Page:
Man in relation to himself, to others and to nature is at the centre of my human and artistic research. I find narrating the progress of man through time, his perennial battle with fear and courage, his fear of the unknown and the courage to embrace the unknown in order to convert a crisis into a rebirth, fascinating. This is a time of quantum change, perhaps we’re not fully aware of that out of understandable apprehension but it is a powerful change. As an artist, I’d really love to follow man along this new path that I, too, will have to embark upon. A new era is beginning in art too, and there will still be a lot to discover about humanity. I was (and still am) optimistic when I wrote this text to accompany an old cycle of works entitled The Forgotten. Man is immobile when faced with danger, hoping things will spontaneously revert to how they were before. But that never happens, the story always takes its course. Only when the danger starts coming closer does a pure survival instinct kick in. Strengths, minds, energies, fears come together. Sometimes everything explodes and breaks into pieces, but when the dust clouds clear, the “tectonic plates” of Humanity settle back down into a more stable, more mature, more evolved structure and we begin to move towards a new future.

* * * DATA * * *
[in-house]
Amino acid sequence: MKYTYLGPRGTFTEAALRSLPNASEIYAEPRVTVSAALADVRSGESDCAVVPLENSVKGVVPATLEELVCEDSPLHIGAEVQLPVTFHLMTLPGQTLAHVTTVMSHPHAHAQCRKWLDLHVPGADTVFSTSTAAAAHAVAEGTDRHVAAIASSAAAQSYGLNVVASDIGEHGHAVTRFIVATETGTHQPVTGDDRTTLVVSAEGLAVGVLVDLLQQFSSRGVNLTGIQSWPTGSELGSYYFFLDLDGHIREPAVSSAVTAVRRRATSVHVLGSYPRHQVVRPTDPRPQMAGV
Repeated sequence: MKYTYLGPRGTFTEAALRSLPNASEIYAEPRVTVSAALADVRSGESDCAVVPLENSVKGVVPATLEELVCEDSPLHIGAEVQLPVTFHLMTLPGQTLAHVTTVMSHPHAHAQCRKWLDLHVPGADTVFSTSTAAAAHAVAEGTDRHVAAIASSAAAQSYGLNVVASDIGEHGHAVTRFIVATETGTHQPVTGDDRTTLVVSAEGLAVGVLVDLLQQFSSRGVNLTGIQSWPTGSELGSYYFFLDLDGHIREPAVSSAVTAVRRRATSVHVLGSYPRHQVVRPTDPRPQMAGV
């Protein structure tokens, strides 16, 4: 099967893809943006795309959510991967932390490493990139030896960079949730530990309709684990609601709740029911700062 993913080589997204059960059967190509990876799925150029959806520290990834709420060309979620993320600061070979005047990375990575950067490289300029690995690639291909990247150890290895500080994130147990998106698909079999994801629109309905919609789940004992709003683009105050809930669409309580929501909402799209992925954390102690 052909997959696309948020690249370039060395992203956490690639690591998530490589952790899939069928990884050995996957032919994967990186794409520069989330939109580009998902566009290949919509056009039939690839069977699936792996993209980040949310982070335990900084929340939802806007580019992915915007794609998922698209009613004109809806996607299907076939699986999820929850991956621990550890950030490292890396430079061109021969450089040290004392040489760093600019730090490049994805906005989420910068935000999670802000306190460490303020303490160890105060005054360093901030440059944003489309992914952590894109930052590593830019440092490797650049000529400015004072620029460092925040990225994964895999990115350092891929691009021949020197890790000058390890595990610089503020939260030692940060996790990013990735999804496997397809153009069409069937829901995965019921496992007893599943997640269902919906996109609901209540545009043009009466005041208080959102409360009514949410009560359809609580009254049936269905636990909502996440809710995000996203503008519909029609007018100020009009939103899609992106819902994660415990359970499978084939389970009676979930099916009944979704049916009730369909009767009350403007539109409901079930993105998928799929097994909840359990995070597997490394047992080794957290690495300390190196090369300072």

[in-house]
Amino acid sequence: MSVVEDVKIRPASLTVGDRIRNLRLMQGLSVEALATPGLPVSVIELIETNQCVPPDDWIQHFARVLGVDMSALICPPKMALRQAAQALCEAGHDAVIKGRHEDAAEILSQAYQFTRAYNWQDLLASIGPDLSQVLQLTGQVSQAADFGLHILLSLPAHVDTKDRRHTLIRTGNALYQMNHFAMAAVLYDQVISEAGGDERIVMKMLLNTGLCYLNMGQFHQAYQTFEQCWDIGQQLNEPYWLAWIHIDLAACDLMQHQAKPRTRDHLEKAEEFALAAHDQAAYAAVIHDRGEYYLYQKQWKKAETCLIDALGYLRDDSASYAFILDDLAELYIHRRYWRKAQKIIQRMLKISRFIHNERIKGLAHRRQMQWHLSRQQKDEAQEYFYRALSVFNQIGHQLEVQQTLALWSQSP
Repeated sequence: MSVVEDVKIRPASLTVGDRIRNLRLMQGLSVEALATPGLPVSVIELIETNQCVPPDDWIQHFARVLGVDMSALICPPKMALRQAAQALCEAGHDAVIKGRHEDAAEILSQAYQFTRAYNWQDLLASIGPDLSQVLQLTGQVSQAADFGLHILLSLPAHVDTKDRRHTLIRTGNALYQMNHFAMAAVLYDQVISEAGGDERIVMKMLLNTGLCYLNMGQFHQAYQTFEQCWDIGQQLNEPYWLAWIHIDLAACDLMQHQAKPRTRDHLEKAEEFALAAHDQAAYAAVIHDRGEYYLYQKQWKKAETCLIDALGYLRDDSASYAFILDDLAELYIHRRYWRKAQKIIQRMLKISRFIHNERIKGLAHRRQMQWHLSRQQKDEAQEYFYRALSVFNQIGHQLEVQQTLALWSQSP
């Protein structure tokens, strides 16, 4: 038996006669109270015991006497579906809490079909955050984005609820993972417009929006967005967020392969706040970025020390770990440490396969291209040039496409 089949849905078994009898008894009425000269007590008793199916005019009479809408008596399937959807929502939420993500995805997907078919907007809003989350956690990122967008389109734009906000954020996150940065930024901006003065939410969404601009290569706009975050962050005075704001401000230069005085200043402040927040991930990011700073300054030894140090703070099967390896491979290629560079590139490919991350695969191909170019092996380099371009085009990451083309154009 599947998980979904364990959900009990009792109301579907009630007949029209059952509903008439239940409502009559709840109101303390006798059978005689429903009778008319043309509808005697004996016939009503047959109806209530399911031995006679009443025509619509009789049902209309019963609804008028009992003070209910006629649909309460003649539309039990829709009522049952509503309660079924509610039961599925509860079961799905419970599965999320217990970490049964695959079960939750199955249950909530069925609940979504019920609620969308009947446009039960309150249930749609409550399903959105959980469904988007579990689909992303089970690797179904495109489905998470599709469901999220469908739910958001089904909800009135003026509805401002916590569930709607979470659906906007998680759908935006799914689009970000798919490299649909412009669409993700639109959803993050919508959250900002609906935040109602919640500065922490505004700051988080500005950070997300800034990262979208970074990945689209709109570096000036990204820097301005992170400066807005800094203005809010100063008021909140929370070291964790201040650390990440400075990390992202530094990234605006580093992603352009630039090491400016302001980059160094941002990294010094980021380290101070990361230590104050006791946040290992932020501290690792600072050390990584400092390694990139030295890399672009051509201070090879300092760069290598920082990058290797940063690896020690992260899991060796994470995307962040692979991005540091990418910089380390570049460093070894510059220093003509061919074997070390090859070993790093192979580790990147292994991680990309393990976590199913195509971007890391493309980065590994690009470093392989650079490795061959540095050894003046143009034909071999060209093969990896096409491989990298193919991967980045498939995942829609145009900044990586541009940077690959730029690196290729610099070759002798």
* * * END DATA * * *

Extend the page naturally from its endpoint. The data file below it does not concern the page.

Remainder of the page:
You’ve said you’re an intuitive artist. What does that mean?
The brain mostly works intuitively or unconsciously, the problem starts when we try to over-rationalise reality and control it. Even though the sort of painting and drawing I do seems to point to total control of the medium, I put my trust in my hands, they already know what to do, they work on automatic.
Resilience and Anthropocene are two terms very much in vogue at the moment; they also crop up in your art.
Yes, they’re both subjects I work on because they’re very dear to my heart. As I said, man is at the centre of my artistic production in every aspect and the relationship between man and nature features in many of my works. As an artist, I only go as far as denouncing how dangerous this relationship has become, both for man and for the earth, which actually comes to the same thing, our survival is the survival of the planet. I do it using my visual language, which both is surreal and direct, sometimes very powerful but not in the sense of wanting to provoke just for the sake of it, more to arouse and invite reflection, or at least I hope so.